Chapters alternate between Cooperman (in the first person) and Salter (in the third person), as they head for a combined resolution of the mystery of Horner's vanishing. Considering the book had four hands working it over, the style is surprisingly seamless, with Engel/Cooperman's wry humour much in evidence, along with Wright/Salter's gentle intelligence. The dialogue is punchy and the plot sufficiently contorted with several intriguing twists near the end. Once a plot has been established, detective fiction is all about character, and these are two of the more likable characters in the genre. You know you're hearing the voice of experience when Benny Cooperman says, "Over the years I've discovered that the number of answers you get often depends on the number and quality of the questions you ask." Cooperman and Salter still know how to ask the right questions. --Mark Frutkin

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The Cooperman Variations

From Amazon.ca
Benny Cooperman's favourite lunch counter and diner have closed down and the fittings have been sold to Americans. The nation mourns the accidental death of its greatest artist, cellist Dermot Keogh. It's April and there's already a heat wave. Things are just not the way they used to be.

Alas, not just the plots and settings have changed in Howard Engel's 10th Benny Cooperman mystery. While Canada's favourite fictional detective is still his smart-alecky but unsophisticated self ("Dim Sum may be unknown in Grantham, Mr. Cooperman, but we in Toronto have had it for nearly forty years"), his talents seem washed out, if not washed up, in this nasty little mystery set in the high-tech, high-pressure world of a Toronto TV station far up the road from his native Grantham. All the stock figures are there: the former high school love goddess who calls at the detective's office wondering if she's in the path of a killer, the small-town lawyer, the slobbish cops, the heavies in dark glasses. What's missing are the gritty small-town ambience and naked class antagonisms that drive best hard-boiled detective fiction, including Engel's early novels. Burdened with the bland homogeneity of the contemporary city and with convoluted literary references, the tale becomes progressively less gripping. In fact Cooperman hasn't been himself since 1990's Dead and Buried, when his creator first fell for the suits and the happy ending. The warning of his first sentence--"I should have seen the writing on the wall"--should have been a message to readers as well.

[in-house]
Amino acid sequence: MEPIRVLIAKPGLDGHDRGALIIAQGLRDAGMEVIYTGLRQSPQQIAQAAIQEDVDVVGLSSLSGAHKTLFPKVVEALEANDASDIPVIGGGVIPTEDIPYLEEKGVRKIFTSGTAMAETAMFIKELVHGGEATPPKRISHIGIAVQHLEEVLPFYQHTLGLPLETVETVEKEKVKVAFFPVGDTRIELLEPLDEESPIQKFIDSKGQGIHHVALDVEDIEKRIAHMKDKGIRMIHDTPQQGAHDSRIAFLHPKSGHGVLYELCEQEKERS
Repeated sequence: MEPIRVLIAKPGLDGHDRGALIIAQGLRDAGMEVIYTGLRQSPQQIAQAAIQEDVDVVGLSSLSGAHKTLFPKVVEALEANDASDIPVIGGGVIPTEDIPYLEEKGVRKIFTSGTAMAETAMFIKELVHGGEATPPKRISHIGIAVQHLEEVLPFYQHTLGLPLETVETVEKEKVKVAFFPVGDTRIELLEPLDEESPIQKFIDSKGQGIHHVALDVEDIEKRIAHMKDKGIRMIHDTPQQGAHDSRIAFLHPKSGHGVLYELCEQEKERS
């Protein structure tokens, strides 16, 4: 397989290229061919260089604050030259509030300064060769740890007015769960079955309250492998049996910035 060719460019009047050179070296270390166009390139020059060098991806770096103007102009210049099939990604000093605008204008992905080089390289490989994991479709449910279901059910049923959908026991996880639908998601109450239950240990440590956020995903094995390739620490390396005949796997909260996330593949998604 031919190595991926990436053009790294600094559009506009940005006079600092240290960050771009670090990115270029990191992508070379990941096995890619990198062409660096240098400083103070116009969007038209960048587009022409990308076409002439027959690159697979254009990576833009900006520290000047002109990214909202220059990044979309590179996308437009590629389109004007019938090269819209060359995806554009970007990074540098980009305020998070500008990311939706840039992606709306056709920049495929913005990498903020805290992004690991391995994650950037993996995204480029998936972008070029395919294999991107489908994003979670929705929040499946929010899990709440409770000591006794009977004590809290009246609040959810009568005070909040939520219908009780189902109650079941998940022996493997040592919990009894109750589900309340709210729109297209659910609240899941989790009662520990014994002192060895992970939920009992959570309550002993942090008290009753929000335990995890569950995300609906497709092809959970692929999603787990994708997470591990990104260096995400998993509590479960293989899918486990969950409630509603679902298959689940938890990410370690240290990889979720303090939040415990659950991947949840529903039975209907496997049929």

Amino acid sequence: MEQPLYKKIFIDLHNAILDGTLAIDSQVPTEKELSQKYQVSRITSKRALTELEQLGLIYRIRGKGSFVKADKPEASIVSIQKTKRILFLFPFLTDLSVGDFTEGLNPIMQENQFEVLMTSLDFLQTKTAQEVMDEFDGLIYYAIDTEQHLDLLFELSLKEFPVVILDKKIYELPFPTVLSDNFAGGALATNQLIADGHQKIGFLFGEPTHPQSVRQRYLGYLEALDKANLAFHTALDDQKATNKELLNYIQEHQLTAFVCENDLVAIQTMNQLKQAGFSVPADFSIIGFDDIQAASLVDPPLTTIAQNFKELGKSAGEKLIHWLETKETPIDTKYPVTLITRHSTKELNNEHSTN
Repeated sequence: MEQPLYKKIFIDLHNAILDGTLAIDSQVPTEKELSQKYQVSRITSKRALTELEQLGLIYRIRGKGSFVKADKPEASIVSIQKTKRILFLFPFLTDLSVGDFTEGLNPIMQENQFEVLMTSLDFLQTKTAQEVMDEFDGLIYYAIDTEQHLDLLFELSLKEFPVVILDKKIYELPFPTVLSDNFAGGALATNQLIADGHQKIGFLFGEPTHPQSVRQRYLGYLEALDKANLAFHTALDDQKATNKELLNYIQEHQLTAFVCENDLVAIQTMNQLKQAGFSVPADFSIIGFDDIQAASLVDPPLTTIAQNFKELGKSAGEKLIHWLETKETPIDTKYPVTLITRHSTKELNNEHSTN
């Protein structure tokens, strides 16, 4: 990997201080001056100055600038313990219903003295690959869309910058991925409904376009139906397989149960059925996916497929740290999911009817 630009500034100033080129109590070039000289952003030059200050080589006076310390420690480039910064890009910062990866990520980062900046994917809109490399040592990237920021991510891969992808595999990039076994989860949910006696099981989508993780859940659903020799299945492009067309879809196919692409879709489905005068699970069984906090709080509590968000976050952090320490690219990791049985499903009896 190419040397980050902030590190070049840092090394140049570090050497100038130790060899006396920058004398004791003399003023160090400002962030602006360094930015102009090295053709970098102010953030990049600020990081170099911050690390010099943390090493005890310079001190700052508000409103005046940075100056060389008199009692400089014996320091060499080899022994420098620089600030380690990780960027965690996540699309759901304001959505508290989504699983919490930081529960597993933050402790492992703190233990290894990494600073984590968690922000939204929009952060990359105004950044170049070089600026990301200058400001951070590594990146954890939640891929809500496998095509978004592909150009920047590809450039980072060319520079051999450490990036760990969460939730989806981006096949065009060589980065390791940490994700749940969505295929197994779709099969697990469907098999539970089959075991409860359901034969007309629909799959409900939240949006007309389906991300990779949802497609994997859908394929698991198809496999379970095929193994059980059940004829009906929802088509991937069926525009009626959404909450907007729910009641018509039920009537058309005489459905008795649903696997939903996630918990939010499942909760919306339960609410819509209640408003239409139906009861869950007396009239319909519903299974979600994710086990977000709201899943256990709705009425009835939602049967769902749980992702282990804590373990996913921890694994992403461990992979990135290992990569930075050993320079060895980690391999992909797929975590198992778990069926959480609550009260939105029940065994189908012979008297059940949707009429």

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Crimes of Passion: An Unblinking Look at Murderous Love

For the second time, celebrated crime-fiction writer Howard Engel turns his hand to non-fiction. This time he leads us on a riveting and spectacular journey through the murky passages of criminal law to the places where love and murder intersect.

Setting out in the nineteenth century, Engel travels from France and England to Canada and the United States, with engaging detours along the way. As he discovers, le crime passionnel, a concept originating in France, has a special place in many legal codes around the world. Someone who has suddenly or unexpectedly been betrayed by a loved and trusted partner, even in an illicit relationship, is rarely treated as a common murder.